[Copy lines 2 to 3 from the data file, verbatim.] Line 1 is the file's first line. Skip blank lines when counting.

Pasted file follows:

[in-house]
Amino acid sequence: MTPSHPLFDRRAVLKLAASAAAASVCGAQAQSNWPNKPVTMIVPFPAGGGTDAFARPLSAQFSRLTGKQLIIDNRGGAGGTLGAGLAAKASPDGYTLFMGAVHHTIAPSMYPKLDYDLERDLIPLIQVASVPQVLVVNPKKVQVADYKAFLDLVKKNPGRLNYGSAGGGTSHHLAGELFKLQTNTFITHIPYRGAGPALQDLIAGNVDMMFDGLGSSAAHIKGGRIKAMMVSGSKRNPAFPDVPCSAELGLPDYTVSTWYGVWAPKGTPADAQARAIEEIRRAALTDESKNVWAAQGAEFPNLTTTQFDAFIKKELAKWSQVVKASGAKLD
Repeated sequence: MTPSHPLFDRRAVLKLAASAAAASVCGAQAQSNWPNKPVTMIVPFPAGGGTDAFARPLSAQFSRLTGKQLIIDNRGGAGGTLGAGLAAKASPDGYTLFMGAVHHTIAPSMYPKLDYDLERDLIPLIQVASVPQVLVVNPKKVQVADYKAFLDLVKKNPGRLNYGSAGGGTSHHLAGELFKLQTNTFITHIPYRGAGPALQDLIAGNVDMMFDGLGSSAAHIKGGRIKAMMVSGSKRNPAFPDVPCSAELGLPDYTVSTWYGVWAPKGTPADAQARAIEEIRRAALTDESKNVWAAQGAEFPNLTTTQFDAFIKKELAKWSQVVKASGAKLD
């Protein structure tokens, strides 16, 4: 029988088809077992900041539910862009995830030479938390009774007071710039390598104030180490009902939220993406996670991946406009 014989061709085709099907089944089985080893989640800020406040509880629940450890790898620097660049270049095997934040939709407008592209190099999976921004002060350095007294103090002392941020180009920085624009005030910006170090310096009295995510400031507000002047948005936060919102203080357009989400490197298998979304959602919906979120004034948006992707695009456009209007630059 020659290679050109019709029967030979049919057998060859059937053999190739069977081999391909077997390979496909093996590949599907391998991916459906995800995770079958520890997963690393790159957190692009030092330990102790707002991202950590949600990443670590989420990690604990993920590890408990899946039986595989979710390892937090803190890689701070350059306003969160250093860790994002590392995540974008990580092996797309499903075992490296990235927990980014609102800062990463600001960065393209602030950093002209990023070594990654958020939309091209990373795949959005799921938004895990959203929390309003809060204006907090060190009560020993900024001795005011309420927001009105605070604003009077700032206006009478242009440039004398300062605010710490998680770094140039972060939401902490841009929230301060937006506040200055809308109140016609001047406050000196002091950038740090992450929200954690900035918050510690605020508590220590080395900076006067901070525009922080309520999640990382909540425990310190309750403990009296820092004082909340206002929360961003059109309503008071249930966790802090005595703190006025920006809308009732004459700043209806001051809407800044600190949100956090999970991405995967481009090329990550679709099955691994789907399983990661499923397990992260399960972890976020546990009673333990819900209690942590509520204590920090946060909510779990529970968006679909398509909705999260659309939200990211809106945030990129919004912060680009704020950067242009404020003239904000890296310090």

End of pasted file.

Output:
Amino acid sequence: MTPSHPLFDRRAVLKLAASAAAASVCGAQAQSNWPNKPVTMIVPFPAGGGTDAFARPLSAQFSRLTGKQLIIDNRGGAGGTLGAGLAAKASPDGYTLFMGAVHHTIAPSMYPKLDYDLERDLIPLIQVASVPQVLVVNPKKVQVADYKAFLDLVKKNPGRLNYGSAGGGTSHHLAGELFKLQTNTFITHIPYRGAGPALQDLIAGNVDMMFDGLGSSAAHIKGGRIKAMMVSGSKRNPAFPDVPCSAELGLPDYTVSTWYGVWAPKGTPADAQARAIEEIRRAALTDESKNVWAAQGAEFPNLTTTQFDAFIKKELAKWSQVVKASGAKLD
Repeated sequence: MTPSHPLFDRRAVLKLAASAAAASVCGAQAQSNWPNKPVTMIVPFPAGGGTDAFARPLSAQFSRLTGKQLIIDNRGGAGGTLGAGLAAKASPDGYTLFMGAVHHTIAPSMYPKLDYDLERDLIPLIQVASVPQVLVVNPKKVQVADYKAFLDLVKKNPGRLNYGSAGGGTSHHLAGELFKLQTNTFITHIPYRGAGPALQDLIAGNVDMMFDGLGSSAAHIKGGRIKAMMVSGSKRNPAFPDVPCSAELGLPDYTVSTWYGVWAPKGTPADAQARAIEEIRRAALTDESKNVWAAQGAEFPNLTTTQFDAFIKKELAKWSQVVKASGAKLD